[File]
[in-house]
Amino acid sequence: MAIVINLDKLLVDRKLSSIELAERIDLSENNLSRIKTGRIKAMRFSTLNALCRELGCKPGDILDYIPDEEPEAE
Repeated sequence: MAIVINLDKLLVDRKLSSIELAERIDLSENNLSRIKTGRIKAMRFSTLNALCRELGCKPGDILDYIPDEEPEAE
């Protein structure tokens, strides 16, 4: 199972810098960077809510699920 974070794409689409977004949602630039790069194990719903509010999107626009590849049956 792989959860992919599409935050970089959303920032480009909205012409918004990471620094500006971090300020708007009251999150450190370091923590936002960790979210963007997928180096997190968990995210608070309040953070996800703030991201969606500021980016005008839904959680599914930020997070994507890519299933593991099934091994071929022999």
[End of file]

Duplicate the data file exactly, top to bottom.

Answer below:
[in-house]
Amino acid sequence: MAIVINLDKLLVDRKLSSIELAERIDLSENNLSRIKTGRIKAMRFSTLNALCRELGCKPGDILDYIPDEEPEAE
Repeated sequence: MAIVINLDKLLVDRKLSSIELAERIDLSENNLSRIKTGRIKAMRFSTLNALCRELGCKPGDILDYIPDEEPEAE
């Protein structure tokens, strides 16, 4: 199972810098960077809510699920 974070794409689409977004949602630039790069194990719903509010999107626009590849049956 792989959860992919599409935050970089959303920032480009909205012409918004990471620094500006971090300020708007009251999150450190370091923590936002960790979210963007997928180096997190968990995210608070309040953070996800703030991201969606500021980016005008839904959680599914930020997070994507890519299933593991099934091994071929022999």